A company that makes e-cigarettes has agreed a settlement of US $462 million (€420 million) with seven US states over claims that it marketed its products to minors.
Juul Labs said that it had now made settlements worth $1 billion with 47 US states and territories.
The latest agreement involved New York, California, Colorado, Illinois, Massachusetts, New Mexico, and the District of Columbia.
The company said that the terms of the settlements provided financial resources to further combat under-age use of its products – including funding programmes to help young people to give up vaping.
The states said that the agreement “places the most stringent restrictions on Juul’s marketing, sales, and distribution practices in order to protect and prevent minors from under-age vaping”.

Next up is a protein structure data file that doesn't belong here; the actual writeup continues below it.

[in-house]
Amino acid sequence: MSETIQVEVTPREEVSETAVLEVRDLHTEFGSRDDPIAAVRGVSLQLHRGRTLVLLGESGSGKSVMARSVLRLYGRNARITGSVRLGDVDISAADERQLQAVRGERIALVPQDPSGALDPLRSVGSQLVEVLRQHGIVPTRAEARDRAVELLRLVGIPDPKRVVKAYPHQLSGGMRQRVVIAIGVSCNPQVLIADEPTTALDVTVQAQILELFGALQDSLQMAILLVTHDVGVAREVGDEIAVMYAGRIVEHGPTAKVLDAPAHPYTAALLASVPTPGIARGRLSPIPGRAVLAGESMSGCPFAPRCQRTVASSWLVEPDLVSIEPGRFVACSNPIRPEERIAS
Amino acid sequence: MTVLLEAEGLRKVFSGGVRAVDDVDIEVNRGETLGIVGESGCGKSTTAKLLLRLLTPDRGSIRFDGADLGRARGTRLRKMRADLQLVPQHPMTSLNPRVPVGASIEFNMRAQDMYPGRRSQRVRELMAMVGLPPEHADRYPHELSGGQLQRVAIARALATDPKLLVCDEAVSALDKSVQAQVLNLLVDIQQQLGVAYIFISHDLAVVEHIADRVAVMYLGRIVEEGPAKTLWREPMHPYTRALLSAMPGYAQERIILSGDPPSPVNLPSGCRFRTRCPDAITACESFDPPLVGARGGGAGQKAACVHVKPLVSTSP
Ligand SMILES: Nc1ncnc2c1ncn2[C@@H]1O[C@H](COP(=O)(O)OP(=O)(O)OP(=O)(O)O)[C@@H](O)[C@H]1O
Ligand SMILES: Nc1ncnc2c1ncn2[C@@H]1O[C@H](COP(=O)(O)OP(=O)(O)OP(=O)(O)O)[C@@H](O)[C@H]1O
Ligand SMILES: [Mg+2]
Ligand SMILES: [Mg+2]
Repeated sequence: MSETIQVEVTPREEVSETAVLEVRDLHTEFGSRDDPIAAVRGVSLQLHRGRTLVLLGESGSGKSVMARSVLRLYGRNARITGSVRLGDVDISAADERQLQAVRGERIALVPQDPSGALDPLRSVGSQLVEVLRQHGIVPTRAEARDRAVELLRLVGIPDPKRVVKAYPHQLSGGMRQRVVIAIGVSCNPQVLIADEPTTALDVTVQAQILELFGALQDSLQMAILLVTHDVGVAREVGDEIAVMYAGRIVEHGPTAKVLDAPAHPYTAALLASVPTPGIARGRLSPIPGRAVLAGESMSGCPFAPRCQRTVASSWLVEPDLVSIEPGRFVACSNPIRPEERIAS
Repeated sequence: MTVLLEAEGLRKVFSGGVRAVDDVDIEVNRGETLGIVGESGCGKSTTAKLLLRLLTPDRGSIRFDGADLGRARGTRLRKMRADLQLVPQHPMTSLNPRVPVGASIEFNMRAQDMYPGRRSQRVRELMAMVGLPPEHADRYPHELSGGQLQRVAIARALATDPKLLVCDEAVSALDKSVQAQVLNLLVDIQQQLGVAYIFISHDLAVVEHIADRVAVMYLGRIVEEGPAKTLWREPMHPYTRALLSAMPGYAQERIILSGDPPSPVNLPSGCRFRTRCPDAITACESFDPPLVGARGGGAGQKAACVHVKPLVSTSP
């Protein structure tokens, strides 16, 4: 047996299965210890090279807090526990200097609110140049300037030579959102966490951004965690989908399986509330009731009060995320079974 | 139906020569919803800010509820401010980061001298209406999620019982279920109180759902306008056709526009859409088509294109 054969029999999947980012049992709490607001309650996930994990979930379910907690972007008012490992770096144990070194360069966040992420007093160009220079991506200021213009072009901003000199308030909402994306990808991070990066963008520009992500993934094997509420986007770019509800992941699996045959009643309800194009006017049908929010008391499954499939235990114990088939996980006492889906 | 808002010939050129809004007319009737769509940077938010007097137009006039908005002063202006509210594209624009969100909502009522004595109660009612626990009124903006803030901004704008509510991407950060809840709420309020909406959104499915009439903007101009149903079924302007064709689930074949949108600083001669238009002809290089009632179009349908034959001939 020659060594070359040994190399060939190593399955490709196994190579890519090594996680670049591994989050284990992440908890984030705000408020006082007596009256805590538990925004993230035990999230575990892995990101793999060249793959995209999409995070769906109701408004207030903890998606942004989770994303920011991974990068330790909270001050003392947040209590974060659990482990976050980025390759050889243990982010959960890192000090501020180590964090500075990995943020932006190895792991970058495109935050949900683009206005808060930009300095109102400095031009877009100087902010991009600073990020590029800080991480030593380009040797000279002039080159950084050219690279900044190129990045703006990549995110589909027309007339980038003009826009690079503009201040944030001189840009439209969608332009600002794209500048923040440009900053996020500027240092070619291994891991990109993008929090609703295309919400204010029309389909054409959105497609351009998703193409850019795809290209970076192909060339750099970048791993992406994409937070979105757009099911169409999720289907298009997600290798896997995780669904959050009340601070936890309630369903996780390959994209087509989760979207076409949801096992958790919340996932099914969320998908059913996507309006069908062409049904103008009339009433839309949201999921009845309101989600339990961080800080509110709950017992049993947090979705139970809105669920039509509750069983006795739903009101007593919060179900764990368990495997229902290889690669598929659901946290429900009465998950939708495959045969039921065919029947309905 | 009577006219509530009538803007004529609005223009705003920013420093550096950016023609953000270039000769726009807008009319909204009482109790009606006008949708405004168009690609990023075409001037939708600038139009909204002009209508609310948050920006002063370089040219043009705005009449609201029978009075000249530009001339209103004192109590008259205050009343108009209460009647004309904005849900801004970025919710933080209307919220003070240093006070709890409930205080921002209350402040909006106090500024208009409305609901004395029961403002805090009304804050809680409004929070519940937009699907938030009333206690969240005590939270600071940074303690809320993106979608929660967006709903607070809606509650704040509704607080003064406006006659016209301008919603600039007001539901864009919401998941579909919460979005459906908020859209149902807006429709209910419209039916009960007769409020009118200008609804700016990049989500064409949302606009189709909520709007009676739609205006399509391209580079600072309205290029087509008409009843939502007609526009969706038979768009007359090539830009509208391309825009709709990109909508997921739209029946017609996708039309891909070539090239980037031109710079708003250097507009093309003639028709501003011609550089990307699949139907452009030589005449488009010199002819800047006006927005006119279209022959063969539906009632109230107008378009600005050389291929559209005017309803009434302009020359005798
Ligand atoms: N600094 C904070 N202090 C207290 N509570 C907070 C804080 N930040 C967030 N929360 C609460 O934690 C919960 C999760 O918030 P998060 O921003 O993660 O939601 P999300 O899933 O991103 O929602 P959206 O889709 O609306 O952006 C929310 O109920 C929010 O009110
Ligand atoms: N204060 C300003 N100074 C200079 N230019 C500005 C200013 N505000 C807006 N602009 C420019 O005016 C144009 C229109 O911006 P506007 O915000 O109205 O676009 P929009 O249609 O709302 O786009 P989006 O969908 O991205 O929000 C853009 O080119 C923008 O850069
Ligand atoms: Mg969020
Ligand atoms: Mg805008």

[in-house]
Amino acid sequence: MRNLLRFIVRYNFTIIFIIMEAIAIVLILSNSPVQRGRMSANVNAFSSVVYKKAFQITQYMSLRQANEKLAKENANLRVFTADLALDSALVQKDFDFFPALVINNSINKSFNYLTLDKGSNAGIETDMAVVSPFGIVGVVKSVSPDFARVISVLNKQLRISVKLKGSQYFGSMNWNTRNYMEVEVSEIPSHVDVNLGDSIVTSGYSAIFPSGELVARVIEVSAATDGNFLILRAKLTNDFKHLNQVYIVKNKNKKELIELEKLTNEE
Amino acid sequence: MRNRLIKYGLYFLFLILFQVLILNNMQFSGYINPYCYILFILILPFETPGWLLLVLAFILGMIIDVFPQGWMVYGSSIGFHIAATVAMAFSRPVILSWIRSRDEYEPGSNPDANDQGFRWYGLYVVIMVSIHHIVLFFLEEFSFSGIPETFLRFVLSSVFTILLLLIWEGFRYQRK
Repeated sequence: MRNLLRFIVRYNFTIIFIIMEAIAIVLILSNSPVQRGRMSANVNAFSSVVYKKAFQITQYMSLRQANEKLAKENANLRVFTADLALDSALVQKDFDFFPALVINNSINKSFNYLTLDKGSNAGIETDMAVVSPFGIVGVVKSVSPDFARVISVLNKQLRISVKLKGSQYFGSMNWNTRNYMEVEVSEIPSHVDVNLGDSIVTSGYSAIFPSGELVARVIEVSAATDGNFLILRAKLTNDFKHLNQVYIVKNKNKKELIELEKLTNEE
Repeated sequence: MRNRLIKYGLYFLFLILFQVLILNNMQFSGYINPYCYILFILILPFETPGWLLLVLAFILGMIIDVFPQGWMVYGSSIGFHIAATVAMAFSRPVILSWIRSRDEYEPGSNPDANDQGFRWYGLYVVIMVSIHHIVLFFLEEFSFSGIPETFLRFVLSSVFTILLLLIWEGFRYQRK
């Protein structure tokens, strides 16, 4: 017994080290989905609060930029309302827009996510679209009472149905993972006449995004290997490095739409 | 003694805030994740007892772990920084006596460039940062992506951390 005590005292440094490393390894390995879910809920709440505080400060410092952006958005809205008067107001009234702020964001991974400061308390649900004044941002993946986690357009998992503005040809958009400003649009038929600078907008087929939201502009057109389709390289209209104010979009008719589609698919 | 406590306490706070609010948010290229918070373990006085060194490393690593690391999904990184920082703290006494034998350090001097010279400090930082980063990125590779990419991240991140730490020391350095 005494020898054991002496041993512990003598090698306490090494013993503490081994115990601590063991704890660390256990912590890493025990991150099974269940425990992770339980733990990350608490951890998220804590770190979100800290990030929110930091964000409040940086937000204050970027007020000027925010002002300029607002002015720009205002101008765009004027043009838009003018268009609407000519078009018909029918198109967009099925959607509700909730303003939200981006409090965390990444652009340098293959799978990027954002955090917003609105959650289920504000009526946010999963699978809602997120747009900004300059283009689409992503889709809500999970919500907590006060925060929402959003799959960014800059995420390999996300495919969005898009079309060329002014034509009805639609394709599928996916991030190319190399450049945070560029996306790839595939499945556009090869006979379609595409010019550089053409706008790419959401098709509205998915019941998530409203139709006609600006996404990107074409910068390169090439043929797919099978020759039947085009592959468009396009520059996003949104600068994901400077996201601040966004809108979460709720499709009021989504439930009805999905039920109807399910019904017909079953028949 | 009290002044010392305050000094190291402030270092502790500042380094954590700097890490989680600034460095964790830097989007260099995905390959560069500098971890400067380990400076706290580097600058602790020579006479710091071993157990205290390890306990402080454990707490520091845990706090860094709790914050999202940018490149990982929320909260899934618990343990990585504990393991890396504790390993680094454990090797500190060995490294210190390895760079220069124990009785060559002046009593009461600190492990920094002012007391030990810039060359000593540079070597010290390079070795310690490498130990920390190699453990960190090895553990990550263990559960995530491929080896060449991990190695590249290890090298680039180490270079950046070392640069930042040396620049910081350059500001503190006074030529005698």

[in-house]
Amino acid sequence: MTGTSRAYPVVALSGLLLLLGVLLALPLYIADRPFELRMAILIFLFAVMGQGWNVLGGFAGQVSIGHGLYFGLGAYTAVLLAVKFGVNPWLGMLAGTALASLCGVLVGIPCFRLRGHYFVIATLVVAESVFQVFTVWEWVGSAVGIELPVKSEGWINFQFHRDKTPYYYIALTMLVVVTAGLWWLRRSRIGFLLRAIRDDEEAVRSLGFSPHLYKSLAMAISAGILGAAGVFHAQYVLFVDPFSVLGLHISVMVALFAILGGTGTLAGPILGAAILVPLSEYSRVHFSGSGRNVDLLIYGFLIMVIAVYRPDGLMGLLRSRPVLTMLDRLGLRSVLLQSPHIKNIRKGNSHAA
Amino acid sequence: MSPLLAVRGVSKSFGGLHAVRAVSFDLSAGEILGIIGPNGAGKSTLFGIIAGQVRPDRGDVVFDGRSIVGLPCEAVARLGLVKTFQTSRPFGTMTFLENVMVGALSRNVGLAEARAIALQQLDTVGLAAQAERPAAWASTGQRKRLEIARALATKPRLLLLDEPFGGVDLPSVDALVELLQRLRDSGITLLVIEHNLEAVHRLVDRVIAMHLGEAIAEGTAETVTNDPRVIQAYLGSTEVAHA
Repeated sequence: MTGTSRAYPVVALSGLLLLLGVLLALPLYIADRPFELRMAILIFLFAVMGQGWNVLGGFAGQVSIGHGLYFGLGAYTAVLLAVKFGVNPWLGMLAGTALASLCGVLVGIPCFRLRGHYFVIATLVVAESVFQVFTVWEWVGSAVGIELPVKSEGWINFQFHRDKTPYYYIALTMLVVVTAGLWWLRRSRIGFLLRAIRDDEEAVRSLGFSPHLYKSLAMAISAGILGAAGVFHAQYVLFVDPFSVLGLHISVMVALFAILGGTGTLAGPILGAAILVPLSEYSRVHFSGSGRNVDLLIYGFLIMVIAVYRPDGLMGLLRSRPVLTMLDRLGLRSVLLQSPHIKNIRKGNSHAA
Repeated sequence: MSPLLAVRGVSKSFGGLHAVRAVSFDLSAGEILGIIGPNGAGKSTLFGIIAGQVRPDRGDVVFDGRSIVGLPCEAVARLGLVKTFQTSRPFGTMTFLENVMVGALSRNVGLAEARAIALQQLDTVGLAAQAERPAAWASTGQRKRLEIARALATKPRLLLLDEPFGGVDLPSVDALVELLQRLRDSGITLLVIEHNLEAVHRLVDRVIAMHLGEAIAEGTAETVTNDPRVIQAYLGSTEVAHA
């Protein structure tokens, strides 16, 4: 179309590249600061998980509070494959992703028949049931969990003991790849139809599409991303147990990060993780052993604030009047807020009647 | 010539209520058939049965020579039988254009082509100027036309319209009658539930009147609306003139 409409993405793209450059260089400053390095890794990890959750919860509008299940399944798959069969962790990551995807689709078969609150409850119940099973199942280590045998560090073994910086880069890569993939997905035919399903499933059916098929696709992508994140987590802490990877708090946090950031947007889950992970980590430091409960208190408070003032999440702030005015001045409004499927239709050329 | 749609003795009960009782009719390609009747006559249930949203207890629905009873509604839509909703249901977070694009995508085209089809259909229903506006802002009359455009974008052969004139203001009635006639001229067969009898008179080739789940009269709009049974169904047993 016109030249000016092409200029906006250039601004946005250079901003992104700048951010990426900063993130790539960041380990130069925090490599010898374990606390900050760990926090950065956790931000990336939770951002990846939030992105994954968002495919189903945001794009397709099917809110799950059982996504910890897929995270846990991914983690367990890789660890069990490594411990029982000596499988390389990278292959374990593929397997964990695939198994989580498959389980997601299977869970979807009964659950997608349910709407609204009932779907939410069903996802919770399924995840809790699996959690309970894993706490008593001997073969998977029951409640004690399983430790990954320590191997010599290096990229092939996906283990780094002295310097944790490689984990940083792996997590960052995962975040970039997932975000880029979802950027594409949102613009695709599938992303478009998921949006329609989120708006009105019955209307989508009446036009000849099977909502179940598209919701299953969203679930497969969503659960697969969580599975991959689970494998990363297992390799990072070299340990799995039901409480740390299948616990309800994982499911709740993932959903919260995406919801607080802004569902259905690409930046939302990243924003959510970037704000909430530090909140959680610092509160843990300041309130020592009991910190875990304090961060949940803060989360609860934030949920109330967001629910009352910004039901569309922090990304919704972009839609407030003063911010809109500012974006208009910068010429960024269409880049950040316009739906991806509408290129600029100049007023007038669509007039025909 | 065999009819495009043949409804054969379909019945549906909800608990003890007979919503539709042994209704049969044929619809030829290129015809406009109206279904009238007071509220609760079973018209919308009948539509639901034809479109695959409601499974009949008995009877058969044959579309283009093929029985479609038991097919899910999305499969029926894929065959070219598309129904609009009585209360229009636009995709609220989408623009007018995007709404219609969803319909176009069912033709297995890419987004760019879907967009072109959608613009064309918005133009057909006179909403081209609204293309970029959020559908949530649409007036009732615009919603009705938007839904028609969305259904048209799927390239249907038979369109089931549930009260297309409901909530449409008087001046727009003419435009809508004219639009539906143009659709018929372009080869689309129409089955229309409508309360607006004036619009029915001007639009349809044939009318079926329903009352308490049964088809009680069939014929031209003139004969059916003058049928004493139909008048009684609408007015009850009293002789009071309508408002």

“Juul lit a nationwide public health crisis by putting addictive products in the hands of minors and convincing them that it’s harmless; today they are paying the price for the harm they caused,” said New York Attorney General Letitia James.
States had alleged that the company had used deceptive and misleading marketing to appeal to young people.
Juul Labs said that the move reflected “our current business practices, which were implemented as part of our company-wide reset in the fall of 2019”.
Since then, it said, under-age use of its products had dropped by 95%.